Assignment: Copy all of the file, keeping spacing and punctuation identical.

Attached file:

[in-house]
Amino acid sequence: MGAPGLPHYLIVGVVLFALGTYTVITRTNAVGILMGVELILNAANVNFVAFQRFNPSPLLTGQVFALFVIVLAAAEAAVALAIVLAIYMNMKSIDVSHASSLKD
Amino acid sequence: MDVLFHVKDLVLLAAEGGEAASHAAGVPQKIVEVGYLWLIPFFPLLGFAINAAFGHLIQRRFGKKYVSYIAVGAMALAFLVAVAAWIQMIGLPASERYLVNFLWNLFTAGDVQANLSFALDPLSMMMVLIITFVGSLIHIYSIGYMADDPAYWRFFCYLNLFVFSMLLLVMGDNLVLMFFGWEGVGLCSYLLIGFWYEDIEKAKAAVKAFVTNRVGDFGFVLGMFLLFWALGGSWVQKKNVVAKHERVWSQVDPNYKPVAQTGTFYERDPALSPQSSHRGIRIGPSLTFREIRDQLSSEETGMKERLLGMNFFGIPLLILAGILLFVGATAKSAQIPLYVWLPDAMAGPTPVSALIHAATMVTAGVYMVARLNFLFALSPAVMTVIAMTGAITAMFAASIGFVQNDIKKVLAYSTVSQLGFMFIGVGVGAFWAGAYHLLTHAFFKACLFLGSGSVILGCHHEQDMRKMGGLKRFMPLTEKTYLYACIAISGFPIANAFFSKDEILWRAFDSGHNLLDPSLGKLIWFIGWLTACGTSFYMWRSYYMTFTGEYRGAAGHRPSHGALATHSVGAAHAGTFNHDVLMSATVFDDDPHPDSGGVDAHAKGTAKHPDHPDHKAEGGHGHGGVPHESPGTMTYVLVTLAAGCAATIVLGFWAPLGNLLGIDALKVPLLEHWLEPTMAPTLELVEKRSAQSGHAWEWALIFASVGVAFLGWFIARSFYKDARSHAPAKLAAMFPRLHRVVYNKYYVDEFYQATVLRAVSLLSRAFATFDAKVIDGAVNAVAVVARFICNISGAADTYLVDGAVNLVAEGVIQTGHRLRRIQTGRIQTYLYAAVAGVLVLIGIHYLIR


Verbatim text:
[in-house]
Amino acid sequence: MGAPGLPHYLIVGVVLFALGTYTVITRTNAVGILMGVELILNAANVNFVAFQRFNPSPLLTGQVFALFVIVLAAAEAAVALAIVLAIYMNMKSIDVSHASSLKD
Amino acid sequence: MDVLFHVKDLVLLAAEGGEAASHAAGVPQKIVEVGYLWLIPFFPLLGFAINAAFGHLIQRRFGKKYVSYIAVGAMALAFLVAVAAWIQMIGLPASERYLVNFLWNLFTAGDVQANLSFALDPLSMMMVLIITFVGSLIHIYSIGYMADDPAYWRFFCYLNLFVFSMLLLVMGDNLVLMFFGWEGVGLCSYLLIGFWYEDIEKAKAAVKAFVTNRVGDFGFVLGMFLLFWALGGSWVQKKNVVAKHERVWSQVDPNYKPVAQTGTFYERDPALSPQSSHRGIRIGPSLTFREIRDQLSSEETGMKERLLGMNFFGIPLLILAGILLFVGATAKSAQIPLYVWLPDAMAGPTPVSALIHAATMVTAGVYMVARLNFLFALSPAVMTVIAMTGAITAMFAASIGFVQNDIKKVLAYSTVSQLGFMFIGVGVGAFWAGAYHLLTHAFFKACLFLGSGSVILGCHHEQDMRKMGGLKRFMPLTEKTYLYACIAISGFPIANAFFSKDEILWRAFDSGHNLLDPSLGKLIWFIGWLTACGTSFYMWRSYYMTFTGEYRGAAGHRPSHGALATHSVGAAHAGTFNHDVLMSATVFDDDPHPDSGGVDAHAKGTAKHPDHPDHKAEGGHGHGGVPHESPGTMTYVLVTLAAGCAATIVLGFWAPLGNLLGIDALKVPLLEHWLEPTMAPTLELVEKRSAQSGHAWEWALIFASVGVAFLGWFIARSFYKDARSHAPAKLAAMFPRLHRVVYNKYYVDEFYQATVLRAVSLLSRAFATFDAKVIDGAVNAVAVVARFICNISGAADTYLVDGAVNLVAEGVIQTGHRLRRIQTGRIQTYLYAAVAGVLVLIGIHYLIR